This blog is dedicated to the basics of The Slow-Carb Diet® as originally described in 2007 by Tim Ferriss (that’s me). It has been successfully used by tens of thousands of people around the world.
Fat Loss via Better Science and Simplicity
It is possible to lose 20 lbs. of bodyfat in 30 days by optimizing any of three factors: exercise, diet, or drug/supplement regimen. I’ve seen the elite implementation of all three in working with professional athletes. In this post, we’ll explore what I call “The Slow-Carb Diet®” (henceforth referred to as “slow-carb” or “slow-carb diet”).
In the last six weeks, I have cut from about 180 lbs. to 165 lbs., while adding about 10 lbs. of muscle, which means I’ve lost about 25 lbs. of fat. This is the only diet besides the rather extreme Cyclical Ketogenic Diet (CKD) that has produced veins across my abdomen, which is the last place I lose fat (damn you, Scandinavian genetics). Here are the four simple rules I followed…
Rule #1: Avoid “white” carbohydrates
Avoid any carbohydrate that is — or can be — white. The following foods are thus prohibited, except for within 1.5 hours of finishing a resistance-training workout of at least 20 minutes in length: bread, rice, cereal, potatoes, pasta, and fried food with breading. If you avoid eating anything white, you’ll be safe.
Rule #2: Eat the same few meals over and over again
The most successful dieters, regardless of whether their goal is muscle gain or fat loss, eat the same few meals over and over again. Mix and match, constructing each meal with one from each of the three following groups:
Egg whites with one whole egg for flavor
Chicken breast or thigh
Grass-fed organic beef
Eat as much as you like of the above food items. Just remember: keep it simple. Pick three or four meals and repeat them. Almost all restaurants can give you a salad or vegetables in place of french fries or potatoes. Surprisingly, I have found Mexican food, swapping out rice for vegetables, to be one of the cuisines most conducive to the “slow carb” diet.
Most people who go on “low” carbohydrate diets complain of low energy and quit, not because such diets can’t work, but because they consume insufficient calories. A 1/2 cup of rice is 300 calories, whereas a 1/2 cup of spinach is 15 calories! Vegetables are not calorically dense, so it is critical that you add legumes for caloric load.
Some athletes eat 6-8x per day to break up caloric load and avoid fat gain. I think this is ridiculously inconvenient. I eat 4x per day:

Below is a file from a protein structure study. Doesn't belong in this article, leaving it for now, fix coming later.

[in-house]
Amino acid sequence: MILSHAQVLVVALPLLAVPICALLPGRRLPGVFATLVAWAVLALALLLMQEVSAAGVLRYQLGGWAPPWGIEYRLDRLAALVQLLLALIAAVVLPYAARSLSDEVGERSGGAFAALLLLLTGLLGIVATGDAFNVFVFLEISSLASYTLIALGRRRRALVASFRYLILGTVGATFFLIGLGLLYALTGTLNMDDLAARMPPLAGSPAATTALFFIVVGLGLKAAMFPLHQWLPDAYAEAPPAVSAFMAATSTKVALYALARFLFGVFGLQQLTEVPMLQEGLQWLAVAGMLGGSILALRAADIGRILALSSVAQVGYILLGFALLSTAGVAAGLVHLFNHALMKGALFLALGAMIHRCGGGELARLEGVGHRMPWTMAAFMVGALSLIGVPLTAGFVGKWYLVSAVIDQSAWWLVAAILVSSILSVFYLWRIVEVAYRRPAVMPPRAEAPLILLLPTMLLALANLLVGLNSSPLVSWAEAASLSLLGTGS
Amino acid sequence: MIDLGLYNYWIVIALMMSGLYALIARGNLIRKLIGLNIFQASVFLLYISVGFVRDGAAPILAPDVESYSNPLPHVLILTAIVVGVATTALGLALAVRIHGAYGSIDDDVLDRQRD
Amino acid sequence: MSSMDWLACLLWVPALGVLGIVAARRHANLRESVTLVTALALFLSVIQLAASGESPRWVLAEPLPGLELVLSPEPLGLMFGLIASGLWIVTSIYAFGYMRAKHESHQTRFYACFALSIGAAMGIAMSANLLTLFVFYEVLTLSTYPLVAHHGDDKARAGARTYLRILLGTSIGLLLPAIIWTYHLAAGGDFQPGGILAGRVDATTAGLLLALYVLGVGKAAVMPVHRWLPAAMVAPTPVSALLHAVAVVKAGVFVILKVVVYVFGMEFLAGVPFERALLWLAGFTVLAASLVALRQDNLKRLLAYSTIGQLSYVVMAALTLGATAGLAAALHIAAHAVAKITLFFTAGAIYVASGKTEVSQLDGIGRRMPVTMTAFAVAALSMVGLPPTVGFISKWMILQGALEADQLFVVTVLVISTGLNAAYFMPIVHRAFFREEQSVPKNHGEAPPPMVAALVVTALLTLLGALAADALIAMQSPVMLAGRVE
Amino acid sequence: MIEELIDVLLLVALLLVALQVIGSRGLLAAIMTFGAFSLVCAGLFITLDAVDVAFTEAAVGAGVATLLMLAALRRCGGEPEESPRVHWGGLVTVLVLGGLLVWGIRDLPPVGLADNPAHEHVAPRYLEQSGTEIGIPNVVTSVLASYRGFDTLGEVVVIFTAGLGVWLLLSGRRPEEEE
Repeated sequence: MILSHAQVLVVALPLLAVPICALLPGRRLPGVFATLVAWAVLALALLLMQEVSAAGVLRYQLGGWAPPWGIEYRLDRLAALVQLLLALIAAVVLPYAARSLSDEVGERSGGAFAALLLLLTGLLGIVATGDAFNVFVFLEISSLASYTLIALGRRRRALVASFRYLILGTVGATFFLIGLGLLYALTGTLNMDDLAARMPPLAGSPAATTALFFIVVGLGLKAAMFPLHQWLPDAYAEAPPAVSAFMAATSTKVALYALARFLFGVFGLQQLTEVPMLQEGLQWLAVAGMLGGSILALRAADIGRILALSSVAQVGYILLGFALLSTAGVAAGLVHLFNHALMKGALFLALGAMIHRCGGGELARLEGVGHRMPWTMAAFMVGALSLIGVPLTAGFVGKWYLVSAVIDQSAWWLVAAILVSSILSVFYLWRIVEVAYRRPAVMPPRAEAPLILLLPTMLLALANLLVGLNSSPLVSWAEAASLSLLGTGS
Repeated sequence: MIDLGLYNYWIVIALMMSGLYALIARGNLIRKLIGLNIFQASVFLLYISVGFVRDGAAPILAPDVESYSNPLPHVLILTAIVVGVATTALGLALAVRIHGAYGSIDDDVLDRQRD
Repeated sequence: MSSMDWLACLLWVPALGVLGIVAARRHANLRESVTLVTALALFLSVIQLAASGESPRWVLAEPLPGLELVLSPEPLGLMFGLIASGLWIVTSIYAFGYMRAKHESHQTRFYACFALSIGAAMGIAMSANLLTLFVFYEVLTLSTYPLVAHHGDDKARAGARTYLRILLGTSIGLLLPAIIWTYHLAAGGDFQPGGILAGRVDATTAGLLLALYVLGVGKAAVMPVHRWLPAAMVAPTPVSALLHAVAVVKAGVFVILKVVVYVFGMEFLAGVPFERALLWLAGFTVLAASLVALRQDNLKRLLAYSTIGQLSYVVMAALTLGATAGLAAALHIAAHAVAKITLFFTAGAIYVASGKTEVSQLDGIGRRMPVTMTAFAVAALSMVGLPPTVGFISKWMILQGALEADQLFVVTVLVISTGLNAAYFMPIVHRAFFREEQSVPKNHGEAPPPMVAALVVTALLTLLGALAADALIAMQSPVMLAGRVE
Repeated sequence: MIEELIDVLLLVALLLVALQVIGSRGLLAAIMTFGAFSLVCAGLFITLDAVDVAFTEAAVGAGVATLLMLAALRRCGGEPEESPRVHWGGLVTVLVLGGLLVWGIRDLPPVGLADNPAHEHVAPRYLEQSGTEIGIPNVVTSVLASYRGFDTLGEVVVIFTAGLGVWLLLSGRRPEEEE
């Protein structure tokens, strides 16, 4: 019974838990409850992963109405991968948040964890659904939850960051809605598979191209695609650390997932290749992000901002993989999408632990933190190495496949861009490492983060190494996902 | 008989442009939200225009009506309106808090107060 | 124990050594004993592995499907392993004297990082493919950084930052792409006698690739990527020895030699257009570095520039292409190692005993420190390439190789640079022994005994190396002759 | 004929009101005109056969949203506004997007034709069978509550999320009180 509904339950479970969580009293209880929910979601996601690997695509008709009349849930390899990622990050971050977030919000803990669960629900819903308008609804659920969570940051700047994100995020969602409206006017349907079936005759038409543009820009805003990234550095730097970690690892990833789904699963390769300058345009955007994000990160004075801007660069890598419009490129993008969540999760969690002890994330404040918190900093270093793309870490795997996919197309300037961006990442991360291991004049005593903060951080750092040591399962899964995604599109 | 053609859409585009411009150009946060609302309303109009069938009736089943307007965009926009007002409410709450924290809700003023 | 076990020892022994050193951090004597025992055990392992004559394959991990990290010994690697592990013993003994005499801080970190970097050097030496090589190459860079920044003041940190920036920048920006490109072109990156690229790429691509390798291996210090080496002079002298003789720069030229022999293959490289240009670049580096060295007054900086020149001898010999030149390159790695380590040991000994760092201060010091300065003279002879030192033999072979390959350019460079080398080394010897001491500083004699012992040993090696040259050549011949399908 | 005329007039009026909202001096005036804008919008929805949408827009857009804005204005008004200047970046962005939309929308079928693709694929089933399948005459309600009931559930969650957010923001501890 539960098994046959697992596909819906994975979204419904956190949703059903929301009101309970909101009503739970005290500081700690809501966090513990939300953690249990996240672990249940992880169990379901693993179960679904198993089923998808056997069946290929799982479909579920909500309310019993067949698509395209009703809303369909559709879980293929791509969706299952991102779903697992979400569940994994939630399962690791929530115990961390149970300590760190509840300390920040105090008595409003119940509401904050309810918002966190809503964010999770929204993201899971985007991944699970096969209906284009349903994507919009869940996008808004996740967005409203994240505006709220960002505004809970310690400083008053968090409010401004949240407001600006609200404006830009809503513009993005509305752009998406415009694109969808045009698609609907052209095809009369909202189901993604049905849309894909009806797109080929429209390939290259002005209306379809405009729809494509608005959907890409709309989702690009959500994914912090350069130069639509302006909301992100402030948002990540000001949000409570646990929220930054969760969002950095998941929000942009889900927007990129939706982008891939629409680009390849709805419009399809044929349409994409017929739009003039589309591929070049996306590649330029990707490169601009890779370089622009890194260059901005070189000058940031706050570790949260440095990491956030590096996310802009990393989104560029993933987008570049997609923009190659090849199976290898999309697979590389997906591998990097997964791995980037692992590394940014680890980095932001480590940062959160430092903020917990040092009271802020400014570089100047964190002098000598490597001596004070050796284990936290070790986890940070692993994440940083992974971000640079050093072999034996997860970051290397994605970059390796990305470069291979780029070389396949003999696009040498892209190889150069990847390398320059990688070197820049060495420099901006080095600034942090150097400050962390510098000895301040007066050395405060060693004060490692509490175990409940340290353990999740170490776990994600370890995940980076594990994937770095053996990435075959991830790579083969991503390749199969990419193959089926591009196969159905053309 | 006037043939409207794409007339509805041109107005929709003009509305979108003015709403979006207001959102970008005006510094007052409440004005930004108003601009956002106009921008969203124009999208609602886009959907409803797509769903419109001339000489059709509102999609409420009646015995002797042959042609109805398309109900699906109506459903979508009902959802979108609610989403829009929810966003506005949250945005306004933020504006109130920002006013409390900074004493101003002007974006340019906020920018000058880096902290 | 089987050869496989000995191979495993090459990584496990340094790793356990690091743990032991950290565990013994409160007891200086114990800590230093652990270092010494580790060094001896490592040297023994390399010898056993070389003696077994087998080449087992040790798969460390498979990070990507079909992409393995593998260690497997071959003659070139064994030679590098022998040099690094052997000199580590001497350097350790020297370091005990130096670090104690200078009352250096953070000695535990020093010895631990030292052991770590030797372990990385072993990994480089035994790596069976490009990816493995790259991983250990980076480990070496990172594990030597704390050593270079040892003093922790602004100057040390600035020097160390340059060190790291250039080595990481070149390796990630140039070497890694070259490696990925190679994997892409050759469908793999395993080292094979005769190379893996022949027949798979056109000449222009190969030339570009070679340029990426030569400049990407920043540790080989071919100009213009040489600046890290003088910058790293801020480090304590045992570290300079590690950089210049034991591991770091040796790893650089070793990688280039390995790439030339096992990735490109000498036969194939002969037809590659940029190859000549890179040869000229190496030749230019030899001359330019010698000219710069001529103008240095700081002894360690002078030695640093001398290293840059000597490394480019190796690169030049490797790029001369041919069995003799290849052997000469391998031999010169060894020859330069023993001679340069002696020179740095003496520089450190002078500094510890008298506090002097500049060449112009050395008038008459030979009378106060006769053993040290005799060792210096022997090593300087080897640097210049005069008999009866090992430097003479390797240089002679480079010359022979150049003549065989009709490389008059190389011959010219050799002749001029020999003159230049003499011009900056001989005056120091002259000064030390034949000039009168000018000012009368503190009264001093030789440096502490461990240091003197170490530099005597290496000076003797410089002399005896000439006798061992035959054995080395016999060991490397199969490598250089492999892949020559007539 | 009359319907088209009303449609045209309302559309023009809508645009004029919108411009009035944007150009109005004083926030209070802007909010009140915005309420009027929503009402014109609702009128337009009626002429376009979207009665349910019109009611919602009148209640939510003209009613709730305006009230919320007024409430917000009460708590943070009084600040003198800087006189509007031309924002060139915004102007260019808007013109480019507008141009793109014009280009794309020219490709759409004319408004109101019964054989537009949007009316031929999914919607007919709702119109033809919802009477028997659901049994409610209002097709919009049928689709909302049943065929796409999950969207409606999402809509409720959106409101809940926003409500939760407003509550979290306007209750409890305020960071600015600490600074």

10am – breakfast
1pm – lunch
5pm – smaller second lunch
7:30-9pm – sports training
10pm – dinner
12am – glass of wine and Discovery Channel before bed
Here are some of my meals that recur again and again:
Scrambled Eggology pourable egg whites with one whole egg, black beans, and microwaved mixed vegetables
Grass-fed organic beef, pinto beans, mixed vegetables, and extra guacamole (Mexican restaurant)
Grass-fed organic beef (from Trader Joe’s), lentils, and mixed vegetables
Rule #3: Don’t drink calories
Drink massive quantities of water and as much unsweetened iced tea, tea, diet sodas, coffee (without white cream), or other no-calorie/low-calorie beverages as you like. Do not drink milk, normal soft drinks, or fruit juice. I’m a wine fanatic and have at least one glass of wine each evening, which I believe actually aids sports recovery and fat-loss. Recent research into resveratrol supports this.
Rule #4: Take one day off per week
I recommend Saturdays as your “Dieters Gone Wild” day. I am allowed to eat whatever I want on Saturdays, and I go out of my way to eat ice cream, Snickers, Take 5, and all of my other vices in excess. I make myself a little sick and don’t want to look at any of it for the rest of the week. Paradoxically, dramatically spiking caloric intake in this way once per week increases fat loss by ensuring that your metabolic rate (thyroid function, etc.) doesn’t downregulate from extended caloric restriction.
That’s right: eating pure crap can help you lose fat. Welcome to Utopia.
Related and Recommended Posts:
Tim Ferriss interviewed by Derek Sivers
Tim Ferriss articles on Huffington Post